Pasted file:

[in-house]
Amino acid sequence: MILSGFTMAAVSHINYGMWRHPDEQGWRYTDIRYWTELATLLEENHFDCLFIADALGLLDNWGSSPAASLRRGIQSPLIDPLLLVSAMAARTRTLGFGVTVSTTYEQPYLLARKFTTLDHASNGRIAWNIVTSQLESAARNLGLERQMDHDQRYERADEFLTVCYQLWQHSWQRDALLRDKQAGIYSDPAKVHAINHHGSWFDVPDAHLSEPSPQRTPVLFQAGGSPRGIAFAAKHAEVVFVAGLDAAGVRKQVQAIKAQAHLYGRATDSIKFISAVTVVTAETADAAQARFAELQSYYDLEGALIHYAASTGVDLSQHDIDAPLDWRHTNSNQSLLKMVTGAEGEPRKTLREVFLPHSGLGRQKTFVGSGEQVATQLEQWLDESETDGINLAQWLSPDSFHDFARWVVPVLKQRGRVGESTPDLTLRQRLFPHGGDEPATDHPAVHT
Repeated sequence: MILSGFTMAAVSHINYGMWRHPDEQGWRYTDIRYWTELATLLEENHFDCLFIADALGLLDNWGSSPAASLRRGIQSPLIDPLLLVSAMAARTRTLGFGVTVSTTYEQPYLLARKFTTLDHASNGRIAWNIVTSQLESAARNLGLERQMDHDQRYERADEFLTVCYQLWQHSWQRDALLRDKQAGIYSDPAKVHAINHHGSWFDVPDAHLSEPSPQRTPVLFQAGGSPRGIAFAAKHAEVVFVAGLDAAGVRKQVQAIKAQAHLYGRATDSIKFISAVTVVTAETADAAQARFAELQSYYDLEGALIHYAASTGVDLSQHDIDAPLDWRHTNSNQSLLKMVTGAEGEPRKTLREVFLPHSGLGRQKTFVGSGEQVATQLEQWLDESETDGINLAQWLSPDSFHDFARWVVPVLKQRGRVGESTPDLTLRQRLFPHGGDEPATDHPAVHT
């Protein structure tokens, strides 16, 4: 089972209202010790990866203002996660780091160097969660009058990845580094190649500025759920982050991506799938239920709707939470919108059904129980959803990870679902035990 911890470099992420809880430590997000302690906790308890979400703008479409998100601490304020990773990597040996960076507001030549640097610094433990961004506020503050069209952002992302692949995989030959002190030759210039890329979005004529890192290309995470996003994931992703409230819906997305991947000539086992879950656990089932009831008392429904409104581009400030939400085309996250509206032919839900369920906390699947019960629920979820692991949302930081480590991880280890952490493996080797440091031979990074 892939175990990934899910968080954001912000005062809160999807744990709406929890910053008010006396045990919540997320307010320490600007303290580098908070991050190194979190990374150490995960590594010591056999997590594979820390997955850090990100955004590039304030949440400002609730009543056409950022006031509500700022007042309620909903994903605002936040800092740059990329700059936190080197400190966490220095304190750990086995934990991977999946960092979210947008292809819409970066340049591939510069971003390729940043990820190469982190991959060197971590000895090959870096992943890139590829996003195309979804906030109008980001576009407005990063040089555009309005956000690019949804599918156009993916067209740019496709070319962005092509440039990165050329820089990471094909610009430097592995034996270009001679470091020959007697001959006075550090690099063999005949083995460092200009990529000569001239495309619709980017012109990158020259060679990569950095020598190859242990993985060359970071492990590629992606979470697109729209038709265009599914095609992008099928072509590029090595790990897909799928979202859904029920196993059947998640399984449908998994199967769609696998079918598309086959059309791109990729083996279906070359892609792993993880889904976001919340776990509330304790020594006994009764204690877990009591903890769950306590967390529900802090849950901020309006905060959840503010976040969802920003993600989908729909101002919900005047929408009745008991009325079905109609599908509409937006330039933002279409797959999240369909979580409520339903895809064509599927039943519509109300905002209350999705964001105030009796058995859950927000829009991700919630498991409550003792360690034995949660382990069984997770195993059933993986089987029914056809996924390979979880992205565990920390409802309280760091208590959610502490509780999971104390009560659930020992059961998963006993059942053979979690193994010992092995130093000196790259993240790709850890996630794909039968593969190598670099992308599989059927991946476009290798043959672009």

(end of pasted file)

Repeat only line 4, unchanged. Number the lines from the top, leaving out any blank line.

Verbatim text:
């Protein structure tokens, strides 16, 4: 089972209202010790990866203002996660780091160097969660009058990845580094190649500025759920982050991506799938239920709707939470919108059904129980959803990870679902035990 911890470099992420809880430590997000302690906790308890979400703008479409998100601490304020990773990597040996960076507001030549640097610094433990961004506020503050069209952002992302692949995989030959002190030759210039890329979005004529890192290309995470996003994931992703409230819906997305991947000539086992879950656990089932009831008392429904409104581009400030939400085309996250509206032919839900369920906390699947019960629920979820692991949302930081480590991880280890952490493996080797440091031979990074 892939175990990934899910968080954001912000005062809160999807744990709406929890910053008010006396045990919540997320307010320490600007303290580098908070991050190194979190990374150490995960590594010591056999997590594979820390997955850090990100955004590039304030949440400002609730009543056409950022006031509500700022007042309620909903994903605002936040800092740059990329700059936190080197400190966490220095304190750990086995934990991977999946960092979210947008292809819409970066340049591939510069971003390729940043990820190469982190991959060197971590000895090959870096992943890139590829996003195309979804906030109008980001576009407005990063040089555009309005956000690019949804599918156009993916067209740019496709070319962005092509440039990165050329820089990471094909610009430097592995034996270009001679470091020959007697001959006075550090690099063999005949083995460092200009990529000569001239495309619709980017012109990158020259060679990569950095020598190859242990993985060359970071492990590629992606979470697109729209038709265009599914095609992008099928072509590029090595790990897909799928979202859904029920196993059947998640399984449908998994199967769609696998079918598309086959059309791109990729083996279906070359892609792993993880889904976001919340776990509330304790020594006994009764204690877990009591903890769950306590967390529900802090849950901020309006905060959840503010976040969802920003993600989908729909101002919900005047929408009745008991009325079905109609599908509409937006330039933002279409797959999240369909979580409520339903895809064509599927039943519509109300905002209350999705964001105030009796058995859950927000829009991700919630498991409550003792360690034995949660382990069984997770195993059933993986089987029914056809996924390979979880992205565990920390409802309280760091208590959610502490509780999971104390009560659930020992059961998963006993059942053979979690193994010992092995130093000196790259993240790709850890996630794909039968593969190598670099992308599989059927991946476009290798043959672009």